In 2018, cloud native security company Sysdig contributed the Falco runtime security project to the Cloud Native Computing Foundation (CNCF). Now, the company is following that up with the added contribution of the open source Sysdig kernel module, its extended Berkeley Packet Filter (eBPF) probe for the Linux kernel, and two Falco libraries, all of which will end up as part of the Falco project under the CNCF in the falcosecurity GitHub repository.
Both the kernel of the Sysdig open source project and the eBPF probe are core components that allow both Sysdig and Falco to gather system data by way of collecting system calls, while the libraries, libsinsp and libscap, are responsible for handling the data captured. More specifically, libsinsp is a kernel event enrichment library, and libscap is a system call capture library with full support for capture file abstraction.
While the libraries themselves were already open source, all of these will now be open source and their intellectual property rights will be handed over to the CNCF.
According to Sysdig Chief Technology Officer and founder Loris Degioanni, these tools and libraries may be originally designed with Sysdig’s and Falco’s implementations in mind, but they are able to be used for a variety of other purposes, and he hopes that this contribution will lead to that sort of innovation.
“This donation is the core stack that is used to collect information from the kernel of a Linux system, and deliver these in a meaningful and rich way to the applications. These can be used to build runtime security tools, like Falco, to build the forensics in intrusion analysis tools like open source Sysdig, but it can also be used to write a plethora of applications, both in the security and in the performance management space,” said Degioanni in an interview. “We’re looking forward for the community to embrace this really powerful intellectual property. We’re looking forward to seeing what the community is able to bring to the table in terms of interesting and creative applications.”
Degioanni explained in a blog post that both the Sysdig Kernel and eBPF probe provide the same functionality, but that “the kernel module is a tiny bit more efficient while the eBPF approach is safer and more modern.” eBPF, he further explained, allows for users to extend the Linux kernel by writing scripts that are then run by the kernel without altering the kernel itself, giving users access to kernel activity without putting system stability or security at risk.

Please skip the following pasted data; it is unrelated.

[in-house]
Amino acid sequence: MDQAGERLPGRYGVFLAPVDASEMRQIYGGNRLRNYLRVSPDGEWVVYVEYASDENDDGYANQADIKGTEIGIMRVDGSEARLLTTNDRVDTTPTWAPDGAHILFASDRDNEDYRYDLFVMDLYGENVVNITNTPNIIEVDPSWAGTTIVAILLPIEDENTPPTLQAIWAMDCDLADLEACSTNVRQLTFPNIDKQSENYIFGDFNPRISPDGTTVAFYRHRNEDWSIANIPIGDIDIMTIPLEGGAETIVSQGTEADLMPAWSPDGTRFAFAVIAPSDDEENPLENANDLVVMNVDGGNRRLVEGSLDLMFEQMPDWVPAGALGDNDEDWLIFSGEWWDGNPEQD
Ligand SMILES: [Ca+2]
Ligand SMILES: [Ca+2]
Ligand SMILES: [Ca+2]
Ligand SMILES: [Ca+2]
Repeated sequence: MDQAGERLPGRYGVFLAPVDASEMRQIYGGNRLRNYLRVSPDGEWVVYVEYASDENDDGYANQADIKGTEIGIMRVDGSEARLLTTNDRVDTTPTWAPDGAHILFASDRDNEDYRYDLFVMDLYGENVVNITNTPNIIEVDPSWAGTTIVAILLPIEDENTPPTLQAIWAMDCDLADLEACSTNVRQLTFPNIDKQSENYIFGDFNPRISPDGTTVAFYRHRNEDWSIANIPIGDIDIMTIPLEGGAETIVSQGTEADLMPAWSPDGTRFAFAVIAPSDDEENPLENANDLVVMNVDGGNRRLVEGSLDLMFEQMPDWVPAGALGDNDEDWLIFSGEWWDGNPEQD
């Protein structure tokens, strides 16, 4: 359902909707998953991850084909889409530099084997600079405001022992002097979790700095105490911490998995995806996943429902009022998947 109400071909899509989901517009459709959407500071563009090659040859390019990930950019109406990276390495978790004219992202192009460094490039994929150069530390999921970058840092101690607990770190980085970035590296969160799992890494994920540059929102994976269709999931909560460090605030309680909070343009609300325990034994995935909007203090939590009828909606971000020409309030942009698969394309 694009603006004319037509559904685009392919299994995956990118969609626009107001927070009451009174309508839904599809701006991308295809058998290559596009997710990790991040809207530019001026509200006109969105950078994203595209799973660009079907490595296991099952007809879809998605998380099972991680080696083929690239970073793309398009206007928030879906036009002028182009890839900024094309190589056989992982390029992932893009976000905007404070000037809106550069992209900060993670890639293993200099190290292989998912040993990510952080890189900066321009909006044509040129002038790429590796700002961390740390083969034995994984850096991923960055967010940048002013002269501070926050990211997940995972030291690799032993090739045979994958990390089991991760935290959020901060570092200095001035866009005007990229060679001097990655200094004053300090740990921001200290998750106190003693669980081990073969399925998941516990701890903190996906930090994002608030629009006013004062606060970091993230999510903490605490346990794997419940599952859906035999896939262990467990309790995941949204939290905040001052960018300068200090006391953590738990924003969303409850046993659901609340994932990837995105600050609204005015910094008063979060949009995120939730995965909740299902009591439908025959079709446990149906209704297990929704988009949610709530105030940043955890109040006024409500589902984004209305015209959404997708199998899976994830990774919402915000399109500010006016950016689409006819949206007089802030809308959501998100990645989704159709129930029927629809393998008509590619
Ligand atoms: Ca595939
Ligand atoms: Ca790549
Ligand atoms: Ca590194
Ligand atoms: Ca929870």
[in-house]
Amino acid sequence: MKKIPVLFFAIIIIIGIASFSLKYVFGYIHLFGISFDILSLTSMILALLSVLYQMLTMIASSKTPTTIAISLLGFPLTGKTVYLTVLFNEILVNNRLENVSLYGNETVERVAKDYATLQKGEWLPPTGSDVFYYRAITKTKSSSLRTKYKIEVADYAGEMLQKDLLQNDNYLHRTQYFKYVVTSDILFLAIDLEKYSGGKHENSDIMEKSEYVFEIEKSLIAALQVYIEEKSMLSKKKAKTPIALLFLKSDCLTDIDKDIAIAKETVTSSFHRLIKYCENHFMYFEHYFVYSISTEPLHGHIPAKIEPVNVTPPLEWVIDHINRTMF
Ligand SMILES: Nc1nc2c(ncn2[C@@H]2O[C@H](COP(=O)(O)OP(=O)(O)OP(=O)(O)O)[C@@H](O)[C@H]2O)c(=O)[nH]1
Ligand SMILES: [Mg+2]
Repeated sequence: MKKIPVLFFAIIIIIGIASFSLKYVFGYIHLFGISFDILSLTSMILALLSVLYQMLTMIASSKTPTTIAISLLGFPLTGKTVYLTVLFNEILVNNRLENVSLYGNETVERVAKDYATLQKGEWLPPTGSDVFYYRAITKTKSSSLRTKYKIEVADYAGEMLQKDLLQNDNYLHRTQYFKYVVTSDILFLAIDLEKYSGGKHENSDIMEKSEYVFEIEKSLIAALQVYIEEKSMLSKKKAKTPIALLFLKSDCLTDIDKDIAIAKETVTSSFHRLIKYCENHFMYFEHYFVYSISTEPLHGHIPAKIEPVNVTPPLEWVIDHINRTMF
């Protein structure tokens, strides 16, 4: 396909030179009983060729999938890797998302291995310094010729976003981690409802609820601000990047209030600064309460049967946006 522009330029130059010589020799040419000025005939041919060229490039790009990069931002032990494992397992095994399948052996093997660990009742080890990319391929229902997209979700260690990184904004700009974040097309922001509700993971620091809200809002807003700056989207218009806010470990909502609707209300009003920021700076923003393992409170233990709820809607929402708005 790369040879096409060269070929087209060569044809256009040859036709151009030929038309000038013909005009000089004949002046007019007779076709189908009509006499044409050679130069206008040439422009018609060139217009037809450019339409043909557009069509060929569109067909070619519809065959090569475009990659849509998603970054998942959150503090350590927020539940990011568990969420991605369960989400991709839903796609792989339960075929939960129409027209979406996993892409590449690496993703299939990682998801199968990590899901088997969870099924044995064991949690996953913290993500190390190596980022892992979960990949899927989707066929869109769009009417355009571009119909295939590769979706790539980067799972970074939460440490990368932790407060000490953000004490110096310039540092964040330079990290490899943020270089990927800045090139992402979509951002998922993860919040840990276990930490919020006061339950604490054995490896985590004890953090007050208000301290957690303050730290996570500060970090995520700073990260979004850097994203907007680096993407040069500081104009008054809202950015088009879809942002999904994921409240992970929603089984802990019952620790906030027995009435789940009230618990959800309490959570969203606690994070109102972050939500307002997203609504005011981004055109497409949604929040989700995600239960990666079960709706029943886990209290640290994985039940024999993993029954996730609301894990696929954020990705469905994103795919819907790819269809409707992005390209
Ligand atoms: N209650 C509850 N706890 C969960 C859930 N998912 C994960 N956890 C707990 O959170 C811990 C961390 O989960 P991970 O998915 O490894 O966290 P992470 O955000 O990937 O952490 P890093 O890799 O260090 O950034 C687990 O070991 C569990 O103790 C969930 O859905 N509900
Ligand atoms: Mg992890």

The only catch is that eBPF can be difficult to use, and eBPF probe simplifies this, giving developers easier access to troubleshooting, performance analysis, forensics, and threat hunting functionalities.
“This is one of the most exciting things that is happening in Linux and operating systems in the in the last few years because it opens the door to essentially extending Linux and modularizing it in a way that everybody can do at any time, without having to recompile the kernel and then do stuff that is that is very technical,” said Degioanni.
Degioanni said that he sees the donation as part of a bigger strategy and movement, in which the industry is moving toward open source, rather than proprietary software, even in the usually closed-off world of security.
“We strongly believe in the fact that the future of security is going to be open,” said Degioanni. “We are witnessing the formation of the new stack for the cloud, based on Kubernetes and all of the other projects that are part of the Cloud Native Computing Foundation. We are absolutely witnessing the fact that people, especially in the new world of cloud computing, don’t want a legacy approach that is based on closed standards on proprietary vendors. This donation is specifically doubling down on that strategy.”
While Degioanni declined to say if they had been in communication with any specific projects within the CNCF for future potential implementations, he did say that they “are in broad communication with all the different projects in the CNCF” and that “this can benefit many CNCF projects, including the deep ones like Kubernetes.”
With this contribution, the entirety of the Falco stack is open source and held under the ownership and guidelines of the CNCF.
The Cloud Native Computing Foundation is a sponsor of The New Stack.